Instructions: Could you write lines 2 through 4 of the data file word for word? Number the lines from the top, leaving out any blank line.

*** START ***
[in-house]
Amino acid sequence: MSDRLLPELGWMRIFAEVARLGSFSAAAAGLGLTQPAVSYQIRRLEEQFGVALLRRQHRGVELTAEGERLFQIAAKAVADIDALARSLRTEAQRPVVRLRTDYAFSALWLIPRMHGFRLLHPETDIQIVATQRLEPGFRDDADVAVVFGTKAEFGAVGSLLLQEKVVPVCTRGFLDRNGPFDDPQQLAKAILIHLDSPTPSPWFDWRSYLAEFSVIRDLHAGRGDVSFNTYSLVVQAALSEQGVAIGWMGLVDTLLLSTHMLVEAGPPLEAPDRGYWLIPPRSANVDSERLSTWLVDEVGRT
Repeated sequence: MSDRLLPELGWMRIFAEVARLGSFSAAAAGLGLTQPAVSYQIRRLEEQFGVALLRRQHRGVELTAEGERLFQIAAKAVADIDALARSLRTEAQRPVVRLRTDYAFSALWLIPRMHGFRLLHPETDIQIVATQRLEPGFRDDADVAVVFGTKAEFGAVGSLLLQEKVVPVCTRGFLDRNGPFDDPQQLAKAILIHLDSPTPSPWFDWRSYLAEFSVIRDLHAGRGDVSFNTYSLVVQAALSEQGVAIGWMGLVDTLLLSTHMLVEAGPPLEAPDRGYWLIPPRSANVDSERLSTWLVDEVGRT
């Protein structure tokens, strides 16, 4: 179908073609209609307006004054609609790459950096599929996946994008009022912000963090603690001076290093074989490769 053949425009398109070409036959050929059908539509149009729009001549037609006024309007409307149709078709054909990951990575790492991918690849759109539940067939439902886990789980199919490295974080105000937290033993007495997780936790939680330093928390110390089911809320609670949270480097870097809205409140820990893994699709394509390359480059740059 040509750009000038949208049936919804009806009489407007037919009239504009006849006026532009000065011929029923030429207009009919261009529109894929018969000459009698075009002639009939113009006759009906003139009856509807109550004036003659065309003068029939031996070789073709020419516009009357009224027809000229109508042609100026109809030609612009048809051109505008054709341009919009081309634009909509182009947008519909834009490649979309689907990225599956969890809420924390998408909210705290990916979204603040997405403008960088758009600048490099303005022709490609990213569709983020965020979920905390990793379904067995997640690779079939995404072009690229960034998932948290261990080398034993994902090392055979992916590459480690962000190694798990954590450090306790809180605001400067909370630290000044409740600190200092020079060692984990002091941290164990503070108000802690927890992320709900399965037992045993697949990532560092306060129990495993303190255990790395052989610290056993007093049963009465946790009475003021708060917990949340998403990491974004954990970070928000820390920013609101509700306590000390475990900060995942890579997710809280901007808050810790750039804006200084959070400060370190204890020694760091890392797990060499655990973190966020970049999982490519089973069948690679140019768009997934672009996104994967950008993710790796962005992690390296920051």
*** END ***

Amino acid sequence: MSDRLLPELGWMRIFAEVARLGSFSAAAAGLGLTQPAVSYQIRRLEEQFGVALLRRQHRGVELTAEGERLFQIAAKAVADIDALARSLRTEAQRPVVRLRTDYAFSALWLIPRMHGFRLLHPETDIQIVATQRLEPGFRDDADVAVVFGTKAEFGAVGSLLLQEKVVPVCTRGFLDRNGPFDDPQQLAKAILIHLDSPTPSPWFDWRSYLAEFSVIRDLHAGRGDVSFNTYSLVVQAALSEQGVAIGWMGLVDTLLLSTHMLVEAGPPLEAPDRGYWLIPPRSANVDSERLSTWLVDEVGRT
Repeated sequence: MSDRLLPELGWMRIFAEVARLGSFSAAAAGLGLTQPAVSYQIRRLEEQFGVALLRRQHRGVELTAEGERLFQIAAKAVADIDALARSLRTEAQRPVVRLRTDYAFSALWLIPRMHGFRLLHPETDIQIVATQRLEPGFRDDADVAVVFGTKAEFGAVGSLLLQEKVVPVCTRGFLDRNGPFDDPQQLAKAILIHLDSPTPSPWFDWRSYLAEFSVIRDLHAGRGDVSFNTYSLVVQAALSEQGVAIGWMGLVDTLLLSTHMLVEAGPPLEAPDRGYWLIPPRSANVDSERLSTWLVDEVGRT
């Protein structure tokens, strides 16, 4: 179908073609209609307006004054609609790459950096599929996946994008009022912000963090603690001076290093074989490769 053949425009398109070409036959050929059908539509149009729009001549037609006024309007409307149709078709054909990951990575790492991918690849759109539940067939439902886990789980199919490295974080105000937290033993007495997780936790939680330093928390110390089911809320609670949270480097870097809205409140820990893994699709394509390359480059740059 040509750009000038949208049936919804009806009489407007037919009239504009006849006026532009000065011929029923030429207009009919261009529109894929018969000459009698075009002639009939113009006759009906003139009856509807109550004036003659065309003068029939031996070789073709020419516009009357009224027809000229109508042609100026109809030609612009048809051109505008054709341009919009081309634009909509182009947008519909834009490649979309689907990225599956969890809420924390998408909210705290990916979204603040997405403008960088758009600048490099303005022709490609990213569709983020965020979920905390990793379904067995997640690779079939995404072009690229960034998932948290261990080398034993994902090392055979992916590459480690962000190694798990954590450090306790809180605001400067909370630290000044409740600190200092020079060692984990002091941290164990503070108000802690927890992320709900399965037992045993697949990532560092306060129990495993303190255990790395052989610290056993007093049963009465946790009475003021708060917990949340998403990491974004954990970070928000820390920013609101509700306590000390475990900060995942890579997710809280901007808050810790750039804006200084959070400060370190204890020694760091890392797990060499655990973190966020970049999982490519089973069948690679140019768009997934672009996104994967950008993710790796962005992690390296920051």